Wednesday, February 01, 2006

In Defense of Opinion Journalism

The Competitive Enterprise Institute's Iain Murray has a great talent for analyzing the arguments bandied about in the press as various blowhards attempt to bludgeon their opponents into submission through the use of laughably poor so-called arguments based almost entirely on abuse of the opposition's motives. In today's edition of the American Spectator online, Murray superbly rebuts the latest attempt by the Left to quash arguments it cannot answer with facts and reason:

FOR MANY YEARS NOW, opinion pieces have been the main vehicle by which conservatives have taken their philosophy to the American people. It was the Austrian economist and enemy of socialism F. A. Hayek who first spelled out to conservatives that they were engaged in a war of ideas. Since the rise of Reaganism, conservatives have been winning this war and the opinion pages of newspapers are one of the chief battlegrounds.

It is therefore in the Left's interest to deny this ground to their enemy. A campaign waged against private financial ties serves not only this purpose but has proved beneficial in other ways. The acquiescence of editors and news services has enabled a sustained witch hunt. The war of ideas, unwinnable for the Left, has been replaced by a war on writers based on prejudice.

Murray understands precisely what is at stake in the attacks on Doug Bandow, Mike Fumento, and other writers who support market freedom:

The self-important witch finders blazing with moral righteousness have only one goal in mind: to deny the public access to the ideas advanced by the writers they target. This is not about trust, or ethics, or any other moral consideration. It is about suppression of free speech and public debate.

Murray, however, is not engaging in any ad hominem assault himself: he goes on to point out the precise fallacies on which these arguments are based, and his own argument is superb. Read it here.

21 comments:

Hunter Baker said...

I agree with you entirely with one exception, which is when the identity of the author is part of the argument. In other words, Democrat who supports conservative idea or person with tremendous public credibility endorses a position and changes the debate merely be lending their support -- read General Washington.

Kathy Hutchins said...

Iain modestly refrains from recounting many of the accusations I'm sure he himself has had to endure; I know when I worked at CEI the greater part of any joint panel appearance with a leftie would consist of listening to a litany of all the filthy corporate pigs that had bought my soul with their ill-gotten lucre. What was so infurating is that I'd get back to the office and get an earful from a donor because I'd written something pro-market that he didn't like. It takes a rare talent to piss off all of the people all of the time.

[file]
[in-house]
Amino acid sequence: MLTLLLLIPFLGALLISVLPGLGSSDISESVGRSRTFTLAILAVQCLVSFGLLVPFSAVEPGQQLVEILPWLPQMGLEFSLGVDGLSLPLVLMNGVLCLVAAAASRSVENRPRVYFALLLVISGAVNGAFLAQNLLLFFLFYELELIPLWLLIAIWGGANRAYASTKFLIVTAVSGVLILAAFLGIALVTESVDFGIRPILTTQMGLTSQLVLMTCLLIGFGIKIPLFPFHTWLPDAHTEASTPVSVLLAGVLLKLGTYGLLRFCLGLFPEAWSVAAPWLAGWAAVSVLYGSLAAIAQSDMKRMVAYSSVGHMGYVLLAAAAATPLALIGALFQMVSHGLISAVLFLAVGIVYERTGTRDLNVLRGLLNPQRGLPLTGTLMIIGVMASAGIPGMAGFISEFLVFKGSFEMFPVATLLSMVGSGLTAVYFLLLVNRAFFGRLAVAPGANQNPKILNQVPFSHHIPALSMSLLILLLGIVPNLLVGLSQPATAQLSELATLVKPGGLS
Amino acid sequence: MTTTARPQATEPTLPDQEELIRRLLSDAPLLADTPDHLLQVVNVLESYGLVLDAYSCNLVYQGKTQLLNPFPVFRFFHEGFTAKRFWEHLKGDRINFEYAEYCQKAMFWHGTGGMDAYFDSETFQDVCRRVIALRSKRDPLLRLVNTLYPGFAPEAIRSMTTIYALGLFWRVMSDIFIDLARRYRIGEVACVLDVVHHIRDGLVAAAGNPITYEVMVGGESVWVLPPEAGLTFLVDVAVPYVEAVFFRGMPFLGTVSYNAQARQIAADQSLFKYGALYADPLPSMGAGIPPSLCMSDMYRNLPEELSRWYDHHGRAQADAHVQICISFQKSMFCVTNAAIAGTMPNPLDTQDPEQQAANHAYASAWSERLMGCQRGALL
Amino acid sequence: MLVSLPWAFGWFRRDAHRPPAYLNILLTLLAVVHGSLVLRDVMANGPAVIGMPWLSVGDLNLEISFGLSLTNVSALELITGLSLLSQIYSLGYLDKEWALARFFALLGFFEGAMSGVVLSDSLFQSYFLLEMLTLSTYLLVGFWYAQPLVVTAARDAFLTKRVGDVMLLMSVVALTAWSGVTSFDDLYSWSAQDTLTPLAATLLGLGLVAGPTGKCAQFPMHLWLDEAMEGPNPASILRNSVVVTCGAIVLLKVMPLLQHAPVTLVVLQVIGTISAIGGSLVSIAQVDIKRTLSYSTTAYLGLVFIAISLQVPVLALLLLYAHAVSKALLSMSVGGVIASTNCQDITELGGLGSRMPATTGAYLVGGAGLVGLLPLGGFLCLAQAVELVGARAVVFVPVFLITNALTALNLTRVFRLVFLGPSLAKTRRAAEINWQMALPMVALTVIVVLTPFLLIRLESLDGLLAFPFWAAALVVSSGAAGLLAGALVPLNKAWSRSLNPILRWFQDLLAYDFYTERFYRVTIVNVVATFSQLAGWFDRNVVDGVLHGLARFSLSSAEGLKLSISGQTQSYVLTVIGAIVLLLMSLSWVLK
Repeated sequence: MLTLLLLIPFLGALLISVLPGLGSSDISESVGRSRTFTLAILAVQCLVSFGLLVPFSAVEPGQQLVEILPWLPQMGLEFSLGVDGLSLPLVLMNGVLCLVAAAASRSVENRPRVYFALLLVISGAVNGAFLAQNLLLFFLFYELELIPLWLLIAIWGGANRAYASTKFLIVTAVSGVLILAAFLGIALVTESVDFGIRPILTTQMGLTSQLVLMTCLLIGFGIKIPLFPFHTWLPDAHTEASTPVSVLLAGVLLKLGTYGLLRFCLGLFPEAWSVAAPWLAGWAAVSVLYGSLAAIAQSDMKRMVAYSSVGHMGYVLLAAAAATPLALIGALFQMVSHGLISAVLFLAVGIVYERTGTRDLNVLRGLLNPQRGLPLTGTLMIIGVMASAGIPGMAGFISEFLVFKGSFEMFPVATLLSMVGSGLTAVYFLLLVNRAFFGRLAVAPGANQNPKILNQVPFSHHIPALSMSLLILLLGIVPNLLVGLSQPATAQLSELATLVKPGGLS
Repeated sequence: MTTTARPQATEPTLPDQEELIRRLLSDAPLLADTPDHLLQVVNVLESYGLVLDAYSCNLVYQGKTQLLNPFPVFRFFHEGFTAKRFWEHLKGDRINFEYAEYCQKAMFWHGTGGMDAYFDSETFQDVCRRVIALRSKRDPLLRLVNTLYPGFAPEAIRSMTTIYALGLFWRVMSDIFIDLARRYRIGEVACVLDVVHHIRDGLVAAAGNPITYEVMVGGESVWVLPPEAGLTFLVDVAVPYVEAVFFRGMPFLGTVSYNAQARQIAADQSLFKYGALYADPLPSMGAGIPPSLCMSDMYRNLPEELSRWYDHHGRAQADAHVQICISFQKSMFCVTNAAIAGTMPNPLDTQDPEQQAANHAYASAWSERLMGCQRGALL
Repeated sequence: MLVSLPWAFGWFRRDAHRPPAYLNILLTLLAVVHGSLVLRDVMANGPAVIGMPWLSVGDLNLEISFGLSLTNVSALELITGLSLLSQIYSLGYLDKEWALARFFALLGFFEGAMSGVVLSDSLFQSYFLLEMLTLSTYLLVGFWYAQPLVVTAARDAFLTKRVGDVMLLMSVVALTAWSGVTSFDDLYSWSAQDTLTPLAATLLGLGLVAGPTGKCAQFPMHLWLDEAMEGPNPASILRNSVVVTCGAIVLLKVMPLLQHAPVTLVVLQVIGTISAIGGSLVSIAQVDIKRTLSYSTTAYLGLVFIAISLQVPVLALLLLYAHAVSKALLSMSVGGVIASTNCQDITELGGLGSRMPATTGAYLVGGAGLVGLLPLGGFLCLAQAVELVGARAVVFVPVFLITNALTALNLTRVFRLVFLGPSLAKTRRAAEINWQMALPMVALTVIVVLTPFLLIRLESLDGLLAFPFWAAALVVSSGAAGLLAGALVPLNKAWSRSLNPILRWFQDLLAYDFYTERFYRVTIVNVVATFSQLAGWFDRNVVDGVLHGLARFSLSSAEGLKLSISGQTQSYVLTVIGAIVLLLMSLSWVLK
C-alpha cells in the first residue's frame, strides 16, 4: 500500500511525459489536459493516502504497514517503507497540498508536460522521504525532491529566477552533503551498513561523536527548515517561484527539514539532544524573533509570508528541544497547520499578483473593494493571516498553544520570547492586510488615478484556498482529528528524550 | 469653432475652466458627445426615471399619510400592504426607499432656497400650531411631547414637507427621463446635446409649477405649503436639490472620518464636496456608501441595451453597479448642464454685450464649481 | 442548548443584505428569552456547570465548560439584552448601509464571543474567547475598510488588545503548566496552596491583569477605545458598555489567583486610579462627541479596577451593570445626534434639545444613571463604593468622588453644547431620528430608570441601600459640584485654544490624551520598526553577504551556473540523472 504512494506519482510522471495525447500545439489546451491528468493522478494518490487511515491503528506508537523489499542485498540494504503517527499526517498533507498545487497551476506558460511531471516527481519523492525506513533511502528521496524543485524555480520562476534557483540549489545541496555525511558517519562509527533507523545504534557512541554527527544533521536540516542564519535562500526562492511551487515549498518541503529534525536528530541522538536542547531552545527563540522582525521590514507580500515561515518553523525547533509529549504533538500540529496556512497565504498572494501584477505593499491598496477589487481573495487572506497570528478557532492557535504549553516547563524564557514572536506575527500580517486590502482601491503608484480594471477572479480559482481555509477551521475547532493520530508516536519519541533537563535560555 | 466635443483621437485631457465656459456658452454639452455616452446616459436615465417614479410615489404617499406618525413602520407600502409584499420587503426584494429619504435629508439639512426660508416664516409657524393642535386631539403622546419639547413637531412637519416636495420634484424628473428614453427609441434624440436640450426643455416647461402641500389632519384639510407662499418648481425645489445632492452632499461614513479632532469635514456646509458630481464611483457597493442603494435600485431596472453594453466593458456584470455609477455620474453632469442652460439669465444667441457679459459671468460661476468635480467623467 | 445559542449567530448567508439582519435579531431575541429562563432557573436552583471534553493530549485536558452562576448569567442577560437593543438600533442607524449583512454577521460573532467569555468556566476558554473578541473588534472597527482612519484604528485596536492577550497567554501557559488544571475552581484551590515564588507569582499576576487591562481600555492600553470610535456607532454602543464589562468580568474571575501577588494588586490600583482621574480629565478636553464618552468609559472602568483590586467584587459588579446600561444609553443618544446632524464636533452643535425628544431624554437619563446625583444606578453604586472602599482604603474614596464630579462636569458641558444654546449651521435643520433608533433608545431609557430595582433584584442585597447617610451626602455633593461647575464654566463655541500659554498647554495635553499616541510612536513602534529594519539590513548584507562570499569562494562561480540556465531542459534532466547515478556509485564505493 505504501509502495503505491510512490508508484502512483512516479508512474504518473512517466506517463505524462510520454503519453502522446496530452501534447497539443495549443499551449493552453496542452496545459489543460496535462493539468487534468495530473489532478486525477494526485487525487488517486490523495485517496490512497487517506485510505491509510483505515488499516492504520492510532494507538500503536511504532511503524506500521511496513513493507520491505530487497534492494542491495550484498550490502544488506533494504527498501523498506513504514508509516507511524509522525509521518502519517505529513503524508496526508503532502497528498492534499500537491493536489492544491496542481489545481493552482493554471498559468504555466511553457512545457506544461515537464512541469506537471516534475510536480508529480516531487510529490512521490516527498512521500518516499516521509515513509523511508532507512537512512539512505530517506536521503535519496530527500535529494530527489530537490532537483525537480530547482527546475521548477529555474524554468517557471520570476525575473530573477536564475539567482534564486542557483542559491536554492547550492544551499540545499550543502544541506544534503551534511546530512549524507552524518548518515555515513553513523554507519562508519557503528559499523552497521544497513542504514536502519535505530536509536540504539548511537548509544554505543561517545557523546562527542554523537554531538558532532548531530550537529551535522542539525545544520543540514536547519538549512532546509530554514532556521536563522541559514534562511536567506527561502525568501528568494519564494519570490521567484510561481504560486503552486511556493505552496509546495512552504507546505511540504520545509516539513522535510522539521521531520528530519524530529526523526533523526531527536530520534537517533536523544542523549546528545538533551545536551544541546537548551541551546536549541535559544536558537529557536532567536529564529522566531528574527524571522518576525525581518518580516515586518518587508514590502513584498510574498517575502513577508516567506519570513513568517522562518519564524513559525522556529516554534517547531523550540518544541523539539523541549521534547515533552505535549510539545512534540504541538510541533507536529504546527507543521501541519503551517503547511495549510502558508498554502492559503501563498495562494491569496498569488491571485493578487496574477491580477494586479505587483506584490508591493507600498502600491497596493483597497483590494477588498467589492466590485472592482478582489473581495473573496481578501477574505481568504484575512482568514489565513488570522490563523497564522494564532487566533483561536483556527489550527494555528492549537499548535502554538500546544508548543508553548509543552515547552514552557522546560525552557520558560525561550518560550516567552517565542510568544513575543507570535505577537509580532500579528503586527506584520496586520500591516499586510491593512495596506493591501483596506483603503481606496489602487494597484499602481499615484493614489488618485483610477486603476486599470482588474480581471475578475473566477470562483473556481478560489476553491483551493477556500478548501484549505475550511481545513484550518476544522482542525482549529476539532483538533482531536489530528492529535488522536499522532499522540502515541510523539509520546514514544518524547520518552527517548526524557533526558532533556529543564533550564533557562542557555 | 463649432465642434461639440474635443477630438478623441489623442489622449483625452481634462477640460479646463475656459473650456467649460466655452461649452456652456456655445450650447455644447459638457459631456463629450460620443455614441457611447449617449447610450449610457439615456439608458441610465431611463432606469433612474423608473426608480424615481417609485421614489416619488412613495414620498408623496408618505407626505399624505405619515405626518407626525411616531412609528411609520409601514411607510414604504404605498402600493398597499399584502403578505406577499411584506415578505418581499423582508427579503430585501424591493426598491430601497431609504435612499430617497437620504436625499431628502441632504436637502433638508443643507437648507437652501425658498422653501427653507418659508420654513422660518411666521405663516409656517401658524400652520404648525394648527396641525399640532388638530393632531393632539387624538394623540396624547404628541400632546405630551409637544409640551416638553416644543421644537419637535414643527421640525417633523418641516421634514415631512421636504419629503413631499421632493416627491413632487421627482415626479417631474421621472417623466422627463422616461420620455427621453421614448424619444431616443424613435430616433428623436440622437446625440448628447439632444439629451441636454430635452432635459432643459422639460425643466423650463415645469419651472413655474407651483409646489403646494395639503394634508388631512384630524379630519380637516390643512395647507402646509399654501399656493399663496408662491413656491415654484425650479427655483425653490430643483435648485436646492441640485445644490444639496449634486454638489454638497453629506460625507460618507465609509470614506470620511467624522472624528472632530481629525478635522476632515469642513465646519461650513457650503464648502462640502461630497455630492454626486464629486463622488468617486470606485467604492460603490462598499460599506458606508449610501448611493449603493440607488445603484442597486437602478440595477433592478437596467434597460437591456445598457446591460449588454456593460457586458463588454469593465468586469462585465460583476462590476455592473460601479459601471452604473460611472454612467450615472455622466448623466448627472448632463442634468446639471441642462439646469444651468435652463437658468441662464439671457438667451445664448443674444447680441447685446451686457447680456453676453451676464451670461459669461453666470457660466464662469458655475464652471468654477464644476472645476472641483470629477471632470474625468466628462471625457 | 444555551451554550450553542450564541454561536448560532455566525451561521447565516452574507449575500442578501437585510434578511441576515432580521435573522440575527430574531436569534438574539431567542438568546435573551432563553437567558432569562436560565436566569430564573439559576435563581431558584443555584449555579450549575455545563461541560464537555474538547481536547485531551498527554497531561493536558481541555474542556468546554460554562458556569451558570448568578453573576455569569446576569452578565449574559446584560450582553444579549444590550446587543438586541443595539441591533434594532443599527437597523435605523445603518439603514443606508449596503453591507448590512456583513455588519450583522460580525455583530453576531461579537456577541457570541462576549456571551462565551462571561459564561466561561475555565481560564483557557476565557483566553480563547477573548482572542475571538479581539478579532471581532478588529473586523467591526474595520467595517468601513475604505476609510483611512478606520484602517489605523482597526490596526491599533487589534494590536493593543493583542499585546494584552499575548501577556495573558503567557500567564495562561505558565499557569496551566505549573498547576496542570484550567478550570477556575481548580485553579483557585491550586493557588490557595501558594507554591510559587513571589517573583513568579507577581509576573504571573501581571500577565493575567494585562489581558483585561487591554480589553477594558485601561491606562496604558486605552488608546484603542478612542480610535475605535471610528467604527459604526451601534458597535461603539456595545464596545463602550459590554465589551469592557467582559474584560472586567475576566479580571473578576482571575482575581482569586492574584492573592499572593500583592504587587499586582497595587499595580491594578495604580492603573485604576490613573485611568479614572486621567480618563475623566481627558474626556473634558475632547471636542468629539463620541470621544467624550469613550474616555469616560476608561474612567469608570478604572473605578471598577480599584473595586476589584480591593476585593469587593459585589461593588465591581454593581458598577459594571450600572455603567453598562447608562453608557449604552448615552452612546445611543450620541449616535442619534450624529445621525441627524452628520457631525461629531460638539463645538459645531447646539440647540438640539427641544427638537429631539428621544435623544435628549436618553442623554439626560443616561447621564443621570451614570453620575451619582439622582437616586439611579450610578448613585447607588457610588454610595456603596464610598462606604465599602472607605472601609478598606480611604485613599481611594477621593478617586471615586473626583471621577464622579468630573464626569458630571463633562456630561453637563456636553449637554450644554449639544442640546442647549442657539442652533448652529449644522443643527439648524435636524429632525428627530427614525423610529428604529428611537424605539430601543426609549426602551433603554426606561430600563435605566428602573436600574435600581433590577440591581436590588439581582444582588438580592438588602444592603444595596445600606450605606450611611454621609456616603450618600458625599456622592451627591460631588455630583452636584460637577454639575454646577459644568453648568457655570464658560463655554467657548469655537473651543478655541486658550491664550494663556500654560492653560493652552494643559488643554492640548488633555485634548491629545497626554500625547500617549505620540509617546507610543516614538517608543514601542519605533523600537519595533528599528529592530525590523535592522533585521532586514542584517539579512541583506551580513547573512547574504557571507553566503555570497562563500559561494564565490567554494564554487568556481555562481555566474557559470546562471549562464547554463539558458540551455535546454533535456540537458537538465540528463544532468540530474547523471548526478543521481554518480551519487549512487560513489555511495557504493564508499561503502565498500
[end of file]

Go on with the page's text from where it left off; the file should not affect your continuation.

The trend Iain describes was behind the Vanguard nonsense at the Alito hearing as well. No one could point to any way in which any possible ruling on Alito's part could have financially benefitted him, yet he was guilty of the "appearance of impropriety," a charge which is unrebuttable because the impropriety is, of course, in the eye of the accuser. The code of ethics binding on attorneys is one of the strictest of any professions; you can be disbarred for things that an ordinary person wouldn't think twice about. Yet no one could point to an actual offense.

KeithM, Indy said...

Sounds to me like they wamt to use McCarthy's tactics except this time using it against Capitalists...

Are you now, or have you ever been associated with Capitalists?

Uh, why yes.

AH HA!!! says the anti-capitalist.

JC said...

Nice article, except for one thing.... the word "fallacious" gets on my nerves. It just sounds weird, and when someone uses it, we often find it scattered about in the same area like powdered sugar. I have no problem with someone observing a "fallacy" here and there, but articles describing arguments as "fallacious" (especially several times in a row) nauseate me.

Tom Van Dyke said...

Aristotle, in his Rhetoric, disagrees:

"Persuasion is achieved by the speaker's personal character when the speech is so spoken as to make us think him credible. We believe good men more fully and more readily than others: this is true generally whatever the question is, and absolutely true where exact certainty is impossible and opinions are divided. This kind of persuasion, like the others, should be achieved by what the speaker says, not by what people think of his character before he begins to speak. It is not true, as some writers assume in their treatises on rhetoric, that the personal goodness revealed by the speaker contributes nothing to his power of persuasion; on the contrary, his character may almost be called the most effective means of persuasion he possesses."

An undisclosed financial relationship with the possible beneficiary of an opinion piece undermines any perception of ethics (ethos, character) on the part of the writer. He is putting forth arguments and data that are usually beyond the ken of the reader, and we are asked to trust them and his analysis of them.

A simple disclosure like "Joe Doe is a consultant to the Megacorp Corp." is sufficient to put the reader on notice that the claims of the author deserve special scrutiny, and cannot be taken at face value as the dispassionate passion of a disinterested third party.

We give disinterested third parties the greatest weight when deciding issues, as we should. A paid consultant is a party of the first part, and cannot be yielded the same rhetorical benefit of the doubt.

connie deady said...

The war of ideas, unwinnable for the Left, has been replaced by a war on writers based on prejudice.

I'm sorry that or anyone else believes that. No wonder we have such division.

I cannot deal with anyone who believes that their "side" has an exclusive handle on truth and right.

Most of life's big issues are about values. I'd like to think I can use reason as well as anyone else or I wasted a lot of my education. But ultimately we will differ because our values and our priorities differ.

James Elliott said...

Mr. Murray - and via his promotion, Mr. Karnick - are throwing a lot of different things into one mushy pile here.